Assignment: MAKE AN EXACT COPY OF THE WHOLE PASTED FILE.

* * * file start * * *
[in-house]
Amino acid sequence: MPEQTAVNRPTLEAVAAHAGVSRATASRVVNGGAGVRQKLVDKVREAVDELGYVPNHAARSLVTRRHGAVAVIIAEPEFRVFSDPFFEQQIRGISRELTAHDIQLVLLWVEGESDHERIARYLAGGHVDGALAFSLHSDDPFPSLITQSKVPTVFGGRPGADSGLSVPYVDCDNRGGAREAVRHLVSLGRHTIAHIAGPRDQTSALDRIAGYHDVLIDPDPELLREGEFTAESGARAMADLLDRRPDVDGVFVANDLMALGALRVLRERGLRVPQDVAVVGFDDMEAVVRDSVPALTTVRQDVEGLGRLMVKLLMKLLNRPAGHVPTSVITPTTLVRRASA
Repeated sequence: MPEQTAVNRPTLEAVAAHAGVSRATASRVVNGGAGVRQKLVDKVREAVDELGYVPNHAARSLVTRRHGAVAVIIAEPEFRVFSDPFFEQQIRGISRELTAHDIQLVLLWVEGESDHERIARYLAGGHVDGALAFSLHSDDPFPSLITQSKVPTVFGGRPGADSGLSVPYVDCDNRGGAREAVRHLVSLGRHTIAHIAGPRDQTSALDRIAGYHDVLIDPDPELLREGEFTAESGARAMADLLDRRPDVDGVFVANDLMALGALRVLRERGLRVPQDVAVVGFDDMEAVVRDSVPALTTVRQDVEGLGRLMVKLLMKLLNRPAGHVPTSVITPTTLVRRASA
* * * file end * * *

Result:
[in-house]
Amino acid sequence: MPEQTAVNRPTLEAVAAHAGVSRATASRVVNGGAGVRQKLVDKVREAVDELGYVPNHAARSLVTRRHGAVAVIIAEPEFRVFSDPFFEQQIRGISRELTAHDIQLVLLWVEGESDHERIARYLAGGHVDGALAFSLHSDDPFPSLITQSKVPTVFGGRPGADSGLSVPYVDCDNRGGAREAVRHLVSLGRHTIAHIAGPRDQTSALDRIAGYHDVLIDPDPELLREGEFTAESGARAMADLLDRRPDVDGVFVANDLMALGALRVLRERGLRVPQDVAVVGFDDMEAVVRDSVPALTTVRQDVEGLGRLMVKLLMKLLNRPAGHVPTSVITPTTLVRRASA
Repeated sequence: MPEQTAVNRPTLEAVAAHAGVSRATASRVVNGGAGVRQKLVDKVREAVDELGYVPNHAARSLVTRRHGAVAVIIAEPEFRVFSDPFFEQQIRGISRELTAHDIQLVLLWVEGESDHERIARYLAGGHVDGALAFSLHSDDPFPSLITQSKVPTVFGGRPGADSGLSVPYVDCDNRGGAREAVRHLVSLGRHTIAHIAGPRDQTSALDRIAGYHDVLIDPDPELLREGEFTAESGARAMADLLDRRPDVDGVFVANDLMALGALRVLRERGLRVPQDVAVVGFDDMEAVVRDSVPALTTVRQDVEGLGRLMVKLLMKLLNRPAGHVPTSVITPTTLVRRASA